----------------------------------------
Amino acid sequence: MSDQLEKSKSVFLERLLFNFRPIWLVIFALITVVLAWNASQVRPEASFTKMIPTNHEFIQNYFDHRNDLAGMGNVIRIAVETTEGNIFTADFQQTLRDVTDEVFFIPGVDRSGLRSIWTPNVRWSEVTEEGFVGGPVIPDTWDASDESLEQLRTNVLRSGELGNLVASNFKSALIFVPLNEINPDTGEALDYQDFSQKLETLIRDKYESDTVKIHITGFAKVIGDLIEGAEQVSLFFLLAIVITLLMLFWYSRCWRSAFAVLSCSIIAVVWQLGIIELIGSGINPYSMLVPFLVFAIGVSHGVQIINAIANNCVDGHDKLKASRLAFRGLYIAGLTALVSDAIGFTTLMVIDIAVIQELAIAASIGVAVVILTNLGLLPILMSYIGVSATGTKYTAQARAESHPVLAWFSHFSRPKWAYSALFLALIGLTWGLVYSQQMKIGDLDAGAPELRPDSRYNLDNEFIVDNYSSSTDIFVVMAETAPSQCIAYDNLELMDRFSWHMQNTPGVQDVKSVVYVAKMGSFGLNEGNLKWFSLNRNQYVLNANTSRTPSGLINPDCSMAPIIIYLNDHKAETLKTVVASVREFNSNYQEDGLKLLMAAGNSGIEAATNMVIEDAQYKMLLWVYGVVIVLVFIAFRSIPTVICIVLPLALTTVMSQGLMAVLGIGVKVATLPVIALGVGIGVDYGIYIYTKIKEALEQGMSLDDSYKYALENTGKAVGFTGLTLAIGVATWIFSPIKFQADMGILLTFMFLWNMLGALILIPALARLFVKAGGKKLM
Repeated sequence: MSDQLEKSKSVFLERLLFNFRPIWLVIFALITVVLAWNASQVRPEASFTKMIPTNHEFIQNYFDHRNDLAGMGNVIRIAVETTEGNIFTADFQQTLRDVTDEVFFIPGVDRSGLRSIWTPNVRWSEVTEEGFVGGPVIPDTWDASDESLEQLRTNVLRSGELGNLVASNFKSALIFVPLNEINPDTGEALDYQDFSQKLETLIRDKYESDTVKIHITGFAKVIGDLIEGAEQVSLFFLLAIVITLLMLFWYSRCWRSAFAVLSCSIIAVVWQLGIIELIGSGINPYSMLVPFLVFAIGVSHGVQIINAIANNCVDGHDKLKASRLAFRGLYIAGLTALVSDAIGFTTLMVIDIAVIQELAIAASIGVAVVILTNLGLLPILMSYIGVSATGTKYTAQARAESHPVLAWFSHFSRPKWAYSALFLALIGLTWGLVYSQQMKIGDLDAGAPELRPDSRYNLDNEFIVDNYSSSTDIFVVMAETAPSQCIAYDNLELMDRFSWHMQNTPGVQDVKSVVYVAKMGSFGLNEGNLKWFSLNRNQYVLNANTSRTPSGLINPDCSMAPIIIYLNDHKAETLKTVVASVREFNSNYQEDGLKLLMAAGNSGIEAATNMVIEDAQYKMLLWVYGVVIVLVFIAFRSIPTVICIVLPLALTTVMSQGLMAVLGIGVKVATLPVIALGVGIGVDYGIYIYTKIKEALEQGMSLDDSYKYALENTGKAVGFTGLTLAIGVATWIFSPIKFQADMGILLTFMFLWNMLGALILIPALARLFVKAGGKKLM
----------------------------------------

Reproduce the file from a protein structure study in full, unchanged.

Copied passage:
Amino acid sequence: MSDQLEKSKSVFLERLLFNFRPIWLVIFALITVVLAWNASQVRPEASFTKMIPTNHEFIQNYFDHRNDLAGMGNVIRIAVETTEGNIFTADFQQTLRDVTDEVFFIPGVDRSGLRSIWTPNVRWSEVTEEGFVGGPVIPDTWDASDESLEQLRTNVLRSGELGNLVASNFKSALIFVPLNEINPDTGEALDYQDFSQKLETLIRDKYESDTVKIHITGFAKVIGDLIEGAEQVSLFFLLAIVITLLMLFWYSRCWRSAFAVLSCSIIAVVWQLGIIELIGSGINPYSMLVPFLVFAIGVSHGVQIINAIANNCVDGHDKLKASRLAFRGLYIAGLTALVSDAIGFTTLMVIDIAVIQELAIAASIGVAVVILTNLGLLPILMSYIGVSATGTKYTAQARAESHPVLAWFSHFSRPKWAYSALFLALIGLTWGLVYSQQMKIGDLDAGAPELRPDSRYNLDNEFIVDNYSSSTDIFVVMAETAPSQCIAYDNLELMDRFSWHMQNTPGVQDVKSVVYVAKMGSFGLNEGNLKWFSLNRNQYVLNANTSRTPSGLINPDCSMAPIIIYLNDHKAETLKTVVASVREFNSNYQEDGLKLLMAAGNSGIEAATNMVIEDAQYKMLLWVYGVVIVLVFIAFRSIPTVICIVLPLALTTVMSQGLMAVLGIGVKVATLPVIALGVGIGVDYGIYIYTKIKEALEQGMSLDDSYKYALENTGKAVGFTGLTLAIGVATWIFSPIKFQADMGILLTFMFLWNMLGALILIPALARLFVKAGGKKLM
Repeated sequence: MSDQLEKSKSVFLERLLFNFRPIWLVIFALITVVLAWNASQVRPEASFTKMIPTNHEFIQNYFDHRNDLAGMGNVIRIAVETTEGNIFTADFQQTLRDVTDEVFFIPGVDRSGLRSIWTPNVRWSEVTEEGFVGGPVIPDTWDASDESLEQLRTNVLRSGELGNLVASNFKSALIFVPLNEINPDTGEALDYQDFSQKLETLIRDKYESDTVKIHITGFAKVIGDLIEGAEQVSLFFLLAIVITLLMLFWYSRCWRSAFAVLSCSIIAVVWQLGIIELIGSGINPYSMLVPFLVFAIGVSHGVQIINAIANNCVDGHDKLKASRLAFRGLYIAGLTALVSDAIGFTTLMVIDIAVIQELAIAASIGVAVVILTNLGLLPILMSYIGVSATGTKYTAQARAESHPVLAWFSHFSRPKWAYSALFLALIGLTWGLVYSQQMKIGDLDAGAPELRPDSRYNLDNEFIVDNYSSSTDIFVVMAETAPSQCIAYDNLELMDRFSWHMQNTPGVQDVKSVVYVAKMGSFGLNEGNLKWFSLNRNQYVLNANTSRTPSGLINPDCSMAPIIIYLNDHKAETLKTVVASVREFNSNYQEDGLKLLMAAGNSGIEAATNMVIEDAQYKMLLWVYGVVIVLVFIAFRSIPTVICIVLPLALTTVMSQGLMAVLGIGVKVATLPVIALGVGIGVDYGIYIYTKIKEALEQGMSLDDSYKYALENTGKAVGFTGLTLAIGVATWIFSPIKFQADMGILLTFMFLWNMLGALILIPALARLFVKAGGKKLM